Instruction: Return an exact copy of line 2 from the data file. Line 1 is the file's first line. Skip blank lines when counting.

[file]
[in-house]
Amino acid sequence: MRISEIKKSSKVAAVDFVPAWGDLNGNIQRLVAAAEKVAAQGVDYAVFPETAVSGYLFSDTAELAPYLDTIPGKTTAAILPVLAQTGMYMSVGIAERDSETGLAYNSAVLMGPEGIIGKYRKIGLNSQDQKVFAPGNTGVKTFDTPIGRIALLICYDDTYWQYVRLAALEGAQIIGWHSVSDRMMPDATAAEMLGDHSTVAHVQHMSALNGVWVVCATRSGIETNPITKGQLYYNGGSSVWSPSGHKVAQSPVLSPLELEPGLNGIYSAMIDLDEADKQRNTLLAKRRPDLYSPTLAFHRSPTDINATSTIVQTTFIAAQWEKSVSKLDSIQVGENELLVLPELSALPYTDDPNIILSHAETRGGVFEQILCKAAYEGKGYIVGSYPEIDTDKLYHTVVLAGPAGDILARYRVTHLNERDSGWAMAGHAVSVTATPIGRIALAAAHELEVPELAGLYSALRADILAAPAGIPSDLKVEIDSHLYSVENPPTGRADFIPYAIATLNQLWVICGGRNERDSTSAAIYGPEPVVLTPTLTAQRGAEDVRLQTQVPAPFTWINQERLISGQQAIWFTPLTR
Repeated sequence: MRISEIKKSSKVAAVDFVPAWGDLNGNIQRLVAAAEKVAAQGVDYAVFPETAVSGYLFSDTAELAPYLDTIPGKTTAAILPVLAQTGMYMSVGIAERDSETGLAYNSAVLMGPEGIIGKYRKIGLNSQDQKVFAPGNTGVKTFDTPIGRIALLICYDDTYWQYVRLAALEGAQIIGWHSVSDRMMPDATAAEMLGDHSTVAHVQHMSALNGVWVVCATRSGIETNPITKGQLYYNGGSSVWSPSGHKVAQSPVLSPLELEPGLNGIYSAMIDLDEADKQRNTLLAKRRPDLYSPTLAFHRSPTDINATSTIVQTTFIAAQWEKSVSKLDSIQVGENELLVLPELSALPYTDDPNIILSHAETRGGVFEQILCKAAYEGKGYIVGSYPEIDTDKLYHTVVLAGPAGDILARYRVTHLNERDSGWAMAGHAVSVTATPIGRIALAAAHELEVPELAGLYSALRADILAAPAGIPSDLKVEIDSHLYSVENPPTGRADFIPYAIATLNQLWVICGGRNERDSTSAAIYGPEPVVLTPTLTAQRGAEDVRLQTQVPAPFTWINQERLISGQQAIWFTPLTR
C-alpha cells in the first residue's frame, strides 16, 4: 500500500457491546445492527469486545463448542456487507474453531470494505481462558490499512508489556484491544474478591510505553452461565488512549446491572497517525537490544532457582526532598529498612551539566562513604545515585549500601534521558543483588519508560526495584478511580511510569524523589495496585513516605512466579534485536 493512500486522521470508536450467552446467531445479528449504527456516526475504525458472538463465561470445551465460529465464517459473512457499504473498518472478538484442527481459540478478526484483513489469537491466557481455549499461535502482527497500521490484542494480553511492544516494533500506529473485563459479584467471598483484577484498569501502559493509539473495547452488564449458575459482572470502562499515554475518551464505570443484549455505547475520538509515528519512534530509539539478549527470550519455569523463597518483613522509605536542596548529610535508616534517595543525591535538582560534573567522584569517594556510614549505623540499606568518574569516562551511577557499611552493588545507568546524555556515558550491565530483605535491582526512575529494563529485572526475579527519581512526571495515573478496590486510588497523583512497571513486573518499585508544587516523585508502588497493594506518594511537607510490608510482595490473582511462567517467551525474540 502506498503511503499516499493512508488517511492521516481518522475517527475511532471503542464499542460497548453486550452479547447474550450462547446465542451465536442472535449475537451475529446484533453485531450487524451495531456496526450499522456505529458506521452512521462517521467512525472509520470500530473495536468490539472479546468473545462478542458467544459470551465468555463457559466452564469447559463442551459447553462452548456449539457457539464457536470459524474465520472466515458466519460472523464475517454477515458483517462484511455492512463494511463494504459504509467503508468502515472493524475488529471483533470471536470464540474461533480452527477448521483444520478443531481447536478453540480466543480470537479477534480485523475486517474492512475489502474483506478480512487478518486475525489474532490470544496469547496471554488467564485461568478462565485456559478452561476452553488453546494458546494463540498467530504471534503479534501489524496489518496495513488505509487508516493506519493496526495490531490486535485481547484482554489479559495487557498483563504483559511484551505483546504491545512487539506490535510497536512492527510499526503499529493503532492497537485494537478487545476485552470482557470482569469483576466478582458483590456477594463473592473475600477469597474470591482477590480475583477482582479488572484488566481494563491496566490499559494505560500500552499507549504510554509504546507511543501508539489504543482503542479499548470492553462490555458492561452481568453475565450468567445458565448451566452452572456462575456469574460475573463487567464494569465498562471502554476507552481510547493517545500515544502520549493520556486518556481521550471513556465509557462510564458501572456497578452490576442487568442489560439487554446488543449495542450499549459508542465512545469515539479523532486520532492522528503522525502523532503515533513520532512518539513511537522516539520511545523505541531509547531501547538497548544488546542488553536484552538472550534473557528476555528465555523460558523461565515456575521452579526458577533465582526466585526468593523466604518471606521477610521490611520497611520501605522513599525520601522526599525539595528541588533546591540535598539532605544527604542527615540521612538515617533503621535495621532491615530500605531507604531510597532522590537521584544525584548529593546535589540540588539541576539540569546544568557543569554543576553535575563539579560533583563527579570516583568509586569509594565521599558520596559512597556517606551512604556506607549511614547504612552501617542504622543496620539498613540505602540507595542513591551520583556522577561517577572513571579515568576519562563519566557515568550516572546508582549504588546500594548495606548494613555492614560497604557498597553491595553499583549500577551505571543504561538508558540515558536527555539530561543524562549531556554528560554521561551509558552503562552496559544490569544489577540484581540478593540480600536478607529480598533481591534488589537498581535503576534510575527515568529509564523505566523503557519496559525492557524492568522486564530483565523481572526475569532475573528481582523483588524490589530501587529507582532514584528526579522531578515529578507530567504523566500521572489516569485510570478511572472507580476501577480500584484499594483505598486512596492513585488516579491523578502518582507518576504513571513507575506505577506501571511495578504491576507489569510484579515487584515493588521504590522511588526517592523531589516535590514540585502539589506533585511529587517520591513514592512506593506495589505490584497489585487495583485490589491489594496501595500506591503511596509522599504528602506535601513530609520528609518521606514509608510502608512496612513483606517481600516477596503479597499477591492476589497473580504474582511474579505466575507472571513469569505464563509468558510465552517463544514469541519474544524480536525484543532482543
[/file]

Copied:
Amino acid sequence: MRISEIKKSSKVAAVDFVPAWGDLNGNIQRLVAAAEKVAAQGVDYAVFPETAVSGYLFSDTAELAPYLDTIPGKTTAAILPVLAQTGMYMSVGIAERDSETGLAYNSAVLMGPEGIIGKYRKIGLNSQDQKVFAPGNTGVKTFDTPIGRIALLICYDDTYWQYVRLAALEGAQIIGWHSVSDRMMPDATAAEMLGDHSTVAHVQHMSALNGVWVVCATRSGIETNPITKGQLYYNGGSSVWSPSGHKVAQSPVLSPLELEPGLNGIYSAMIDLDEADKQRNTLLAKRRPDLYSPTLAFHRSPTDINATSTIVQTTFIAAQWEKSVSKLDSIQVGENELLVLPELSALPYTDDPNIILSHAETRGGVFEQILCKAAYEGKGYIVGSYPEIDTDKLYHTVVLAGPAGDILARYRVTHLNERDSGWAMAGHAVSVTATPIGRIALAAAHELEVPELAGLYSALRADILAAPAGIPSDLKVEIDSHLYSVENPPTGRADFIPYAIATLNQLWVICGGRNERDSTSAAIYGPEPVVLTPTLTAQRGAEDVRLQTQVPAPFTWINQERLISGQQAIWFTPLTR